Take your dog to the veterinarian if the loss of color in this nose is accompanied by other unusual symptoms. Identify the issue as soon as possible so treatment remains an option.

Why Has My Dog Got a Bald Patch on His Nose?

Hair loss may be something your dog is dealing with, but what is causing it? There are numerous potential answers to that question. Let’s go over those potential answers in this section of the article.

Scratches or Cuts

A scratch or cut on your dog’s nose can lead to some hair loss. The wound itself may not be the reason why your dog is losing hair. Instead, your dog may be losing hair because they’re continually licking their wound.

You may want to put an Elizabethan collar on your dog while their wound heals. That way, the wound can heal without their interference.


Allergens can irritate your dog’s skin. Once a patch of skin is irritated, your dog will keep scratching and licking it. If that keeps going, the patch in question may go completely bald.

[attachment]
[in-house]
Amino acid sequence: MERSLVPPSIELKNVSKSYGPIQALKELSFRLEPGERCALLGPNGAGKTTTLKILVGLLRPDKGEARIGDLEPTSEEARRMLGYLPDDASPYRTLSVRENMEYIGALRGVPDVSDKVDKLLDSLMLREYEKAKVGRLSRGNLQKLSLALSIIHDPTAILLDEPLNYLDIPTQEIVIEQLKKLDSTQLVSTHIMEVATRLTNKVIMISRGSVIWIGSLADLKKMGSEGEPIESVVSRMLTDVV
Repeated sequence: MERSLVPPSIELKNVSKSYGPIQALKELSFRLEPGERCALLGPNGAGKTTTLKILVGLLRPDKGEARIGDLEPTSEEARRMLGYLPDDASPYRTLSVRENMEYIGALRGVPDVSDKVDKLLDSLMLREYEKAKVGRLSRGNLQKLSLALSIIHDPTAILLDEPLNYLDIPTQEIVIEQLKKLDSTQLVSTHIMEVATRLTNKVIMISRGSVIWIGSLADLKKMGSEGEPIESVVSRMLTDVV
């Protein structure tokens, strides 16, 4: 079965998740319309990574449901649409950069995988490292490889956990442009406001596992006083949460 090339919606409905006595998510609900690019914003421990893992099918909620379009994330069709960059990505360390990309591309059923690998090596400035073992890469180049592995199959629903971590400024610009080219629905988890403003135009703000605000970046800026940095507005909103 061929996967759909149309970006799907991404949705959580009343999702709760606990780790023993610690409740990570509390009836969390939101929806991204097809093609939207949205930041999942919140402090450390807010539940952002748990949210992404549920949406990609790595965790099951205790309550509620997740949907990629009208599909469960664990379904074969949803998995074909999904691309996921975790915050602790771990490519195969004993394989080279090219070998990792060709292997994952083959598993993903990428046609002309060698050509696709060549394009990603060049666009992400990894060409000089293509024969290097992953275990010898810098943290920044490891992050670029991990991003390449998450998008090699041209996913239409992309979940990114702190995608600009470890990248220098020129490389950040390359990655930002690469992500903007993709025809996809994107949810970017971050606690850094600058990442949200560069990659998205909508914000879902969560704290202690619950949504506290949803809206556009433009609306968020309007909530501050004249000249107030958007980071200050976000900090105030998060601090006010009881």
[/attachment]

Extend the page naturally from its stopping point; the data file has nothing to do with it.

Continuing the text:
Different parasites and bacteria may enter your dog’s body and cause all kinds of trouble in there. Hair loss caused by an infection is usually more widespread. It may affect spots around the nose, the eyes, and numerous other areas.

You may also find that the bald spots are inflamed.

If you suspect that your dog is losing hair due to an infection, you should take them to the veterinarian as soon as possible. Their condition will only worsen if you let it go unaddressed.

Cushing’s Disease

The bald spot on your dog’s nose may very well be a byproduct of Cushing’s Disease. Other symptoms of Cushing’s Disease include excessive urination, panting, and your dog’s belly looking bloated. Bring your dog to the veterinarian right away so they can get treated for that disease.


Don’t disregard genetics as the potential explanation for your dog losing hair around their nose. Unlike the other possible causes we named, there’s nothing you can really do to reverse the effects of genetics on your dog.

Of course, hair loss won’t do much to diminish how much we love our pets. Even if they have more bald spots than normal, they will still be our favorite furry friends.